North Dakota’s Libertarians have a real opportunity this election cycle.
They’re still a long shot to win any of the races they’re running candidates in, but with the North Dakota Democratic party fading in relevancy, there is a chance for Libertarian Candidates to gain some traction in the minds of North Dakota voters with strong showings at the ballot box, something I’ve pointed out before.
As a North Dakotan, I’d like to see a lively debate that includes more viewpoints than just the traditional Republican versus Democrat competitions. As someone who prefers small government, I think a political divide that is primarily between Libertarians and Republicans would be better than the one between Democrats and Republicans.
Which is why I was so disappointed when I read this Patrick Springer profile of Libertarian gubernatorial candidate Marty Riske. Not because of anything personal about Riske – he’s a good man whose passion for politics and policy making is commendable – but because of the issues he’s chosen to highlight with his campaign.
What are those issues?
- Legalizing marijuana
- Stopping civil asset forfeiture
- Performance audits for all state departments and agencies
I don’t necessarily disagree with these priorities. I, too, think marijuana should be legal. I, too, think civil asset forfeiture is a major problem. I, too, believe in a robust system of accountability for state government.
[mks_pullquote align=”right” width=”300″ size=”24″ bg_color=”#ffffff” txt_color=”#000000″]…like it or not, government is the tool we have to address these problems. And you don’t get to govern unless you win elections.[/mks_pullquote]
But are these really the things that are going to turn on voters? Do we think the average voter is walking around Fargo or Bismarck or Williston thinking to themselves, “gosh we have to do something about civil asset forfeiture?”
Or, “gosh I wish we were doing more audits?”
Probably not. It’s more likely that they’re concerned about what the turnabout in North Dakota’s fiscal outlook will mean for their local tax bill. It’s more likely they’re concerned about moving North Dakota away from a commodity-driven economy for the sake of a more stable sort of prosperity.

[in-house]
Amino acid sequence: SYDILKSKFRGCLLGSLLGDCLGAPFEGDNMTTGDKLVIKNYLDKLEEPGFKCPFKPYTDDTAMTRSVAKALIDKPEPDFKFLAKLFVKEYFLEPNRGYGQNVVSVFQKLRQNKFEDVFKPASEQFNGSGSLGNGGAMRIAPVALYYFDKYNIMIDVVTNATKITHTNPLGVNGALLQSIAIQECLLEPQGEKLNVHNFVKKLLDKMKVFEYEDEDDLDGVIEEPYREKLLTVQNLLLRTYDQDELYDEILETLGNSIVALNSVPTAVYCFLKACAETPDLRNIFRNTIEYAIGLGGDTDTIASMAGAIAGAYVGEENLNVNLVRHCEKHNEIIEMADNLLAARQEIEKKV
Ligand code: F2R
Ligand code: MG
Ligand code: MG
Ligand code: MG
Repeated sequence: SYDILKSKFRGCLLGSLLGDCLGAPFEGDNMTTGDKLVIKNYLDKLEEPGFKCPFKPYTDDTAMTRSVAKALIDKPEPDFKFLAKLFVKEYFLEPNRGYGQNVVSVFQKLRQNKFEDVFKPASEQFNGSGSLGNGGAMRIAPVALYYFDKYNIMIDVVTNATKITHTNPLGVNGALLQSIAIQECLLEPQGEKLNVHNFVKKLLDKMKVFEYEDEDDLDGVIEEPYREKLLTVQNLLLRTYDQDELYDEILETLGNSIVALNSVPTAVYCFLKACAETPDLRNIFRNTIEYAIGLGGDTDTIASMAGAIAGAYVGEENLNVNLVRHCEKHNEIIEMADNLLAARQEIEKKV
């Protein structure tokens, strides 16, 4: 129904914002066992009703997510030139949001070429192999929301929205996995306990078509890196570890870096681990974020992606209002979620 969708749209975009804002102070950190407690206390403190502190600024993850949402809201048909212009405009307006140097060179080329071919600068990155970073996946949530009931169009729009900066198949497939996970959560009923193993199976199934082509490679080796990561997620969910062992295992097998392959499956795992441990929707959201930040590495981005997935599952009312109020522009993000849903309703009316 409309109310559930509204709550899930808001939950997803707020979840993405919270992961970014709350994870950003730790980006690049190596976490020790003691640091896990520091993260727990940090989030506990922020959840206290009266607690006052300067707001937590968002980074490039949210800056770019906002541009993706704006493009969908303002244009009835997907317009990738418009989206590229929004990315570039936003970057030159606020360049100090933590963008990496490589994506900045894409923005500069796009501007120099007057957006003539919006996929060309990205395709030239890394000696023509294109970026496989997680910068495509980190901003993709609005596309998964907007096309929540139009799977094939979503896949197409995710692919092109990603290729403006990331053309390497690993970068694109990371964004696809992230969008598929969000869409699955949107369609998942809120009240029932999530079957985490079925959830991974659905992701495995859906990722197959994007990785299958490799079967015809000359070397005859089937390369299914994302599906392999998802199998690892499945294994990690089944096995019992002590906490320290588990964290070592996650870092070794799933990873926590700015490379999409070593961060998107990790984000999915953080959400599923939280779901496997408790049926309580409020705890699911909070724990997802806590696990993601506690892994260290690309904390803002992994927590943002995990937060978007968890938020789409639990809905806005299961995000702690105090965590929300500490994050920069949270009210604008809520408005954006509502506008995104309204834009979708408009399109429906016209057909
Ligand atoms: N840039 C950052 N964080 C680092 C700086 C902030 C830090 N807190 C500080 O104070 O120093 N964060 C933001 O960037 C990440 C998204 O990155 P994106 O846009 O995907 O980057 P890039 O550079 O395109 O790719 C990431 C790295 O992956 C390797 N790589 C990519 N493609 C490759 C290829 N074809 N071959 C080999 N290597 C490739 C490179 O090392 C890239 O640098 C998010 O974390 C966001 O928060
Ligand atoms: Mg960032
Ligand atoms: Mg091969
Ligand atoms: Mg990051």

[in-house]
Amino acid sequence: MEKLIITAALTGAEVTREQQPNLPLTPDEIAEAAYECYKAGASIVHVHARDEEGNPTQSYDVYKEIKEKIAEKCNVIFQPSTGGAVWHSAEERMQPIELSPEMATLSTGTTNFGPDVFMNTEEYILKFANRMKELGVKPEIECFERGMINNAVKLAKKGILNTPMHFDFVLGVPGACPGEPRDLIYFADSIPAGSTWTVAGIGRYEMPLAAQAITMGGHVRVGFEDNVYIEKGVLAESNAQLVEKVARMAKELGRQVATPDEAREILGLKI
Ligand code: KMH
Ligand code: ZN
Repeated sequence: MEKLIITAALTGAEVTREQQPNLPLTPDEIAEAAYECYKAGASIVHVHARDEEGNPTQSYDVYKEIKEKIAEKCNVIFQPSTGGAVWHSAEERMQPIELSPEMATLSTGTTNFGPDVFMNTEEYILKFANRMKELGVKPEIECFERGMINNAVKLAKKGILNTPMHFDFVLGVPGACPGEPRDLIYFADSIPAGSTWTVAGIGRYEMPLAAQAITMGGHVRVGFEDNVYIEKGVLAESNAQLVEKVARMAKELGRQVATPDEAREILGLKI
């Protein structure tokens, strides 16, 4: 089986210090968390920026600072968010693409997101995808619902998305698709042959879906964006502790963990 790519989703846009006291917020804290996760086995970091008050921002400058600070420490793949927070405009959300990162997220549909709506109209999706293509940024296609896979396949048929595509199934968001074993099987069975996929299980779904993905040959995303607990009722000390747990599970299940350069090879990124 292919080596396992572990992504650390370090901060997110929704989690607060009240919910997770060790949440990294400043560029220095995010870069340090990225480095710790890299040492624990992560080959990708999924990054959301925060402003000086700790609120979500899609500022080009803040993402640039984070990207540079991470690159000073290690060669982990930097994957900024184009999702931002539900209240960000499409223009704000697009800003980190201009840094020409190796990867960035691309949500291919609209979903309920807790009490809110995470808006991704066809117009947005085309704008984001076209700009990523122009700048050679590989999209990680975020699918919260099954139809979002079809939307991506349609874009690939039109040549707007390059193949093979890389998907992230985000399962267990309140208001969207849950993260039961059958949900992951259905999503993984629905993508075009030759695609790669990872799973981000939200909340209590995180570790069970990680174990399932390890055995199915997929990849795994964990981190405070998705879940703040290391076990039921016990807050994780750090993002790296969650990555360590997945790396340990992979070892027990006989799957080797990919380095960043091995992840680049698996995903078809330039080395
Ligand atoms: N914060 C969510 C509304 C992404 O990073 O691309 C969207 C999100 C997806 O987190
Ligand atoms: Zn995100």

I realize that it’s difficult for libertarians to talk about government solutions for problems when they have a fundamental dislike of government. I realize that campaigning can make libertarians feel uncomfortable. “I’m not crazy about running for office,” Riske told Springer.
But like it or not, government is the tool we have to address these problems. And you don’t get to govern unless you win elections.
While Doug Burgum and Marvin Nelson – the Republican and Democratic gubernatorial candidates, respectively – are talking about issues that are on the minds of the state’s voters it’s not going to do Riske any good to be out in right field talking about issues that are low on the priority list for the state’s citizens. If they’re on the list at all.
I believe that libertarian candidates like Riske and others can articulate a platform of specific policies that are both libertarian in their philosophy but also pragmatic solutions to real problems North Dakota voters are thinking about. The question is whether or not they will.
If they don’t it seems unlikely they’ll be able to take advantage of the decline of our state’s Democrats.